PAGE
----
Back in June, I wrote about writers and stuttering, and how many writers feel that their stutters make them better writers. In the past few weeks, there have been two notable essays written by journalists who stutter:
1. In his essay “Stammer Time, Barry Yeoman writes about how he and other stutterers are starting to feel that fluent speech is not only overrated, but that stuttering can be a gift, both to those who stutter and the people around them.
I’m most interested by the idea that stuttering messes with our notions of mechanical time and efficiency:
“There’s something interesting about stuttering in a world that moves at increasingly breakneck speed,” says [Joshua] St. Pierre, the Alberta professor. For most of human history, we measured time in lunar cycles, menstrual cycles, agricultural cycles. Today we rely on “clock time,” standardized and designed for industrial production. Clock time values efficiency; it has no patience for silences and repeated syllables. “Stuttering highlights that fact: that clock time runs roughshod over all these other ways of creating time, but that they still persist and are still important,” he says.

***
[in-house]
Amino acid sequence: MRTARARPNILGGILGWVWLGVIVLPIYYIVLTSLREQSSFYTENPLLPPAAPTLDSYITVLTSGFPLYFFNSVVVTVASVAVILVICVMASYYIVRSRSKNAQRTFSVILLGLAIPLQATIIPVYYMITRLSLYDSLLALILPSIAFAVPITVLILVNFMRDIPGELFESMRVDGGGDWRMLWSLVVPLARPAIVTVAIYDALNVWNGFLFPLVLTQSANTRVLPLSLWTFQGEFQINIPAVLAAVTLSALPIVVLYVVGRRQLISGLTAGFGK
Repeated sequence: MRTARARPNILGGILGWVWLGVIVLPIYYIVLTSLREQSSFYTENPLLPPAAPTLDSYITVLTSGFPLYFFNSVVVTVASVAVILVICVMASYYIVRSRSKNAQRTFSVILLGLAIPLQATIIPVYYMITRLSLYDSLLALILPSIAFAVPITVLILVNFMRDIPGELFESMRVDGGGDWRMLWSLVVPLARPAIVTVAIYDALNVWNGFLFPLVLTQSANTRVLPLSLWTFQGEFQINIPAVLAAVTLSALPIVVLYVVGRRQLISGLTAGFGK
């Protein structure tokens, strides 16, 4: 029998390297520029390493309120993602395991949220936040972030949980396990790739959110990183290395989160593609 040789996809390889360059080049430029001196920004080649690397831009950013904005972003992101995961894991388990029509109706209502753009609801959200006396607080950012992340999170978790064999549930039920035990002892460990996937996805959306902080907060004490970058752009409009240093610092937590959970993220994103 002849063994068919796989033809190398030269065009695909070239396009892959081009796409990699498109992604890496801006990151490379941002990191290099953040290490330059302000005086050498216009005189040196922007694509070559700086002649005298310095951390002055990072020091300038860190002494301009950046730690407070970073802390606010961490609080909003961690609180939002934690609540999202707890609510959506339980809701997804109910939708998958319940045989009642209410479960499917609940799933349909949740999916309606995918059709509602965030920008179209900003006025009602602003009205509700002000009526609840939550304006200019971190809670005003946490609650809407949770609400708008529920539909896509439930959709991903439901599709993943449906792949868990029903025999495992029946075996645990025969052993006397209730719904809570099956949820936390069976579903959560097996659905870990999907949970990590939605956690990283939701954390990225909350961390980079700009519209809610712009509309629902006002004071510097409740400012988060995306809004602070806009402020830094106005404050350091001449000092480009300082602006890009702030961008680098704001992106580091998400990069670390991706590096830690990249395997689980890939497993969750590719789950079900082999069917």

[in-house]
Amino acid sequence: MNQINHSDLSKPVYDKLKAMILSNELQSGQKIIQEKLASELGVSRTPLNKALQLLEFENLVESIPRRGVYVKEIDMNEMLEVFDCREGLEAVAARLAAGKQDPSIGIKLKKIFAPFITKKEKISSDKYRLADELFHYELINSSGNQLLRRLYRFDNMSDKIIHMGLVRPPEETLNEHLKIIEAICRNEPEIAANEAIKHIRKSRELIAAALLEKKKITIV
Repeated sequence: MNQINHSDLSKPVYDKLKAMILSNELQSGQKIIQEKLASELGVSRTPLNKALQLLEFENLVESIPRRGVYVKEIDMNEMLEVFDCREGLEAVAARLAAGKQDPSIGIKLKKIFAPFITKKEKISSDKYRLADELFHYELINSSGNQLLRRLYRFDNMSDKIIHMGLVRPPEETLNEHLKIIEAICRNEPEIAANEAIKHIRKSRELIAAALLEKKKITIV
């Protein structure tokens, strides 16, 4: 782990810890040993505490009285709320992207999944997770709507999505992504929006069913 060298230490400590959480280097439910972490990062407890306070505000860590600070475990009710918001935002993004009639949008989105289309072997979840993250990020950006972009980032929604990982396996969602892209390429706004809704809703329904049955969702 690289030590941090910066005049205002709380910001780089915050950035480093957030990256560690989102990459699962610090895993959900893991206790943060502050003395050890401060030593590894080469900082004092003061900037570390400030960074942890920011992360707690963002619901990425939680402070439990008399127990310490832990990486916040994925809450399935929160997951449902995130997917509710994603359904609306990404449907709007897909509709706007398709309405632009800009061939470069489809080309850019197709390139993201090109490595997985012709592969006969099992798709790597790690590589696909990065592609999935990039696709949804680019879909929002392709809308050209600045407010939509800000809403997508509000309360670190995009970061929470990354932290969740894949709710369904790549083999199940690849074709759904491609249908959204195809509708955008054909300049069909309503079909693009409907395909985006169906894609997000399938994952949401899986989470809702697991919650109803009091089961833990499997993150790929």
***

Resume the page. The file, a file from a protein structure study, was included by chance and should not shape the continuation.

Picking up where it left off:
Elsewhere, Yeoman has written about how he thinks his stuttering makes him better at his job. One, it helps him empathize with marginalized people, and two, he knows how to “shut up and listen.”
2. In The Atlantic, John Hendrickson wrote about “Joe Biden’s Stutter, and Mine:”
Yet even when sharing these old, hard stories, Biden regularly characterizes stuttering as “the best thing that ever happened” to him. “Stuttering gave me an insight I don’t think I ever would have had into other people’s pain,” he says. I admire his empathy, even if I disagree with his strict adherence to a tidy redemption narrative.
One of the frustrations Hendrickson writes about in the piece is how Biden speaks about stuttering as something that’s behind him, something he’s overcome. (“I don’t say I was ‘cured,’” says another stutterer, James Earl Jones. “I just work with it.”) “The underlying message,” Hendrickson writes, “beat it or bust—is out of sync with the normalization movement.”
“I don’t want to hear Biden say ‘I still stutter’ to prove some grand point; I want to hear him say it because doing so as a presidential candidate would mean that stuttering truly doesn’t matter—for him, for me, or for our 10-year-old selves.”
Yesterday, Yeoman tweeted, “With today’s attention on Biden’s stutter, here’s a contrast: @KatarMoreira, a politician in Portugal who embraces how she speaks. ‘I stutter when I speak, not when I think. The danger in parliament is individuals who stutter when they think.’”
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